Top-line revenues remain under attack in the form of fee concessions and a permanent departure from the “2 and 20” industry model. Further, trade economics are being pinched in the form of increased financing costs, taking a further bite out of the revenues of a manager. Last, the costs of the business are certainly not declining, creating a dramatic squeeze on the margins that a manager yields.
This has caused the AUM break-even point to exponentially increase compared to earlier days in the hedge fund industry’s life cycle. In 2015, an asset base of $500 million is often a minimum amount required to support the costs to run an increasingly complex business. So what does it take to be successful and profitable?
Managers need to be more focused than ever on the financial considerations of running an effective business. That means understanding the implications of a lower revenue environment while being cognizant of ways in which the operating infrastructure can be optimised to gain efficiencies and also the impact that successful investments, particularly in technology, can have on the business.
Investments in technology can help integrate front to back office reporting capabilities, leading to more timely and less manually intensive exercises. Additionally, while back office outsourcing is near a saturation point, the middle office offerings from various participants have become quite robust and customised to the asset management community. Leveraging these solutions is a cost-effective alternative for managers who would rather have their personnel focusing on other core activities.
Technology investment expenditures continue to steadily rise
As a proportion of a manager’s overall expense budget, technology expenses have increased dramatically over the past several years. This trend is partly a function of many managers not properly investing historically and having to play catch-up. It is also fueled by the fact that today’s technology environment and the impact it has on the business is rapidly evolving.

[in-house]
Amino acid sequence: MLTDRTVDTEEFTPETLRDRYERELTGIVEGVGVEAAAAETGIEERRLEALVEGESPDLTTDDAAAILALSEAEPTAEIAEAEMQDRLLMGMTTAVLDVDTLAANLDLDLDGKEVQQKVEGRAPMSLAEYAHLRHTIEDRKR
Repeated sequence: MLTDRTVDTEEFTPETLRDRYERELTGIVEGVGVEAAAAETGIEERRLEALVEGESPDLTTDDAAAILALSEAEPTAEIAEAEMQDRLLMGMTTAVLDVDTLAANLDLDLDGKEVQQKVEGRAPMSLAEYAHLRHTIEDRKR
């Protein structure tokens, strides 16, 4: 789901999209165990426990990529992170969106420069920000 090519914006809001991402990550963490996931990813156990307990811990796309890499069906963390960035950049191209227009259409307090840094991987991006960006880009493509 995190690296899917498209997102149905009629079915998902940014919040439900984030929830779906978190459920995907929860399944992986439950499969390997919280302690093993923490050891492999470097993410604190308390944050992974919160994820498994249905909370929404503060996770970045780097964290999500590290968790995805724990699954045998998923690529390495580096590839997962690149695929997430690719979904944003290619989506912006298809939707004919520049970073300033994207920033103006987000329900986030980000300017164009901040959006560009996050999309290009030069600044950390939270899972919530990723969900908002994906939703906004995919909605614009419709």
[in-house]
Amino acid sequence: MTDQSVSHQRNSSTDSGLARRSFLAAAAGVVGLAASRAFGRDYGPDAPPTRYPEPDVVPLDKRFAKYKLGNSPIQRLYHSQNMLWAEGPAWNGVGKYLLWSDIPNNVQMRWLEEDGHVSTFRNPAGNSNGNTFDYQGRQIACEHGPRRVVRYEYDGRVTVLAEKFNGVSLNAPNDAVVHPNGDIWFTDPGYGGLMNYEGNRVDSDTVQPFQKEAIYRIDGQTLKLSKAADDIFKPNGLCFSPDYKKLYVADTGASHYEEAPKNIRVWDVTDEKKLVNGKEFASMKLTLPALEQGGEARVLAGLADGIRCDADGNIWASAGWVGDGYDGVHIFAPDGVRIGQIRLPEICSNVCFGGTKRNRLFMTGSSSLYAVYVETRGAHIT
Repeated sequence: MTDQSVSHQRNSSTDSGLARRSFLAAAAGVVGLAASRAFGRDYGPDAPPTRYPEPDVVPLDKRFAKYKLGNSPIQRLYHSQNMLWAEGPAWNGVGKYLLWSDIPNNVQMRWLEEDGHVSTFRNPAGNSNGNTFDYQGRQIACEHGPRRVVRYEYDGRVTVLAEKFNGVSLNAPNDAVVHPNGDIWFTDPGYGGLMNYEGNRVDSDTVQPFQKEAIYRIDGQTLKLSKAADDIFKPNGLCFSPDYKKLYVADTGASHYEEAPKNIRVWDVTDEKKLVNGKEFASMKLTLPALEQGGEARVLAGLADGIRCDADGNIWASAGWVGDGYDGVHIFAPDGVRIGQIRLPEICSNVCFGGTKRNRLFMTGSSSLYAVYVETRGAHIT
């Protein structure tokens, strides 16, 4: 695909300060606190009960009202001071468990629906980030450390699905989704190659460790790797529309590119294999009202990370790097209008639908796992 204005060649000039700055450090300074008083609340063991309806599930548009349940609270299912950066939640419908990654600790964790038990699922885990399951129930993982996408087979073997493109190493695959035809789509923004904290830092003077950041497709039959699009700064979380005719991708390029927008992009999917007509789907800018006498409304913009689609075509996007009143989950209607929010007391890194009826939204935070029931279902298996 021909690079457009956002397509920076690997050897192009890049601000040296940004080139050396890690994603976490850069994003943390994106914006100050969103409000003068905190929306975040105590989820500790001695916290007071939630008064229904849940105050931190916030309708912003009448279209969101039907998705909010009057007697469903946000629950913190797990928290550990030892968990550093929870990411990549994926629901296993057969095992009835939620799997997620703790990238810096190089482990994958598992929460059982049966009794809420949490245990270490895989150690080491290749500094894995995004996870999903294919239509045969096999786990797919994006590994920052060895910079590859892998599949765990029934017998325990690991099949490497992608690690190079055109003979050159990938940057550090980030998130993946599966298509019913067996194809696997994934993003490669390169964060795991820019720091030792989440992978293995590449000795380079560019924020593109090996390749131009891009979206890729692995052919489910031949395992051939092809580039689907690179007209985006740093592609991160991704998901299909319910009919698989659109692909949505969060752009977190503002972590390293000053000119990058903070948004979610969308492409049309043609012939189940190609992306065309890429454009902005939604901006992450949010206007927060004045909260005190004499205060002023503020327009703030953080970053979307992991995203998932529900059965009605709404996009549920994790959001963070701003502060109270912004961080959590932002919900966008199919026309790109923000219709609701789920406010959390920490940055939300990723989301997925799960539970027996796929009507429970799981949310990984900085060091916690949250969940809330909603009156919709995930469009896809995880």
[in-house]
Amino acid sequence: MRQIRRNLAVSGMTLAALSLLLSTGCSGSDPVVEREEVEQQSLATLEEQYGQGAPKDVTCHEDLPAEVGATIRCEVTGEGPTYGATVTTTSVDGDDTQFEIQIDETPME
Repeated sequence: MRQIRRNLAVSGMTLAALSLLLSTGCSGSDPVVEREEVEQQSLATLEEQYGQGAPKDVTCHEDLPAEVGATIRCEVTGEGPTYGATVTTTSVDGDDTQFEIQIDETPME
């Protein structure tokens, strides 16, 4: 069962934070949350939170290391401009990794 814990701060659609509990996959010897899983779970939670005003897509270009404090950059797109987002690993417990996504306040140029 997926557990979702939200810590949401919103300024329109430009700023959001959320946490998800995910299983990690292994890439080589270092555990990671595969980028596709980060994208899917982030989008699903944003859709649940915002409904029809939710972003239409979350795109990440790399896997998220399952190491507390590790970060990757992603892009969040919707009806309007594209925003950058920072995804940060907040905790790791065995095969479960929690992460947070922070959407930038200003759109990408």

In today’s environment, managers must scale their operations. This is challenging as the industry moves to more bespoke products and challenging regulatory demands.
The proposition of continued expansion of technology related costs is daunting; however, it is a reality of operating in a maturing industry. Whether it be driven by goals of developing tools that allow for more timely and customised investor necessitated reporting, regulatory reporting, risk management capabilities or being responsive to ever-present cybersecurity concerns, it is imperative that all organisations provide the appropriate attention to building out this area of the business.
Managers are investing in technology to support a variety of business functions
Though the overall pace of investment in technology is anticipated to slow slightly in the future — 70% of managers expect to make major investments in the next two years, compared to over 80% who invested in the past two years — the magnitude of the spend is forecasted to increase. This is a result of greater business transformation projects, which result in larger front to back office efficiencies.
While there is diversity in the areas of investment, it is clear that managers broadly recognise the need to evolve their current capabilities and is noteworthy that only 16% have not made an investment in the past, and less than a third have no expectations for further expenditures.
Mid-size managers are outpacing both larger and smaller managers materially in expenditures in most business processes as they invest in infrastructure to support their growth ambitions.
Data management and technology need to be advanced to provide seamless operations and to reduce reporting risk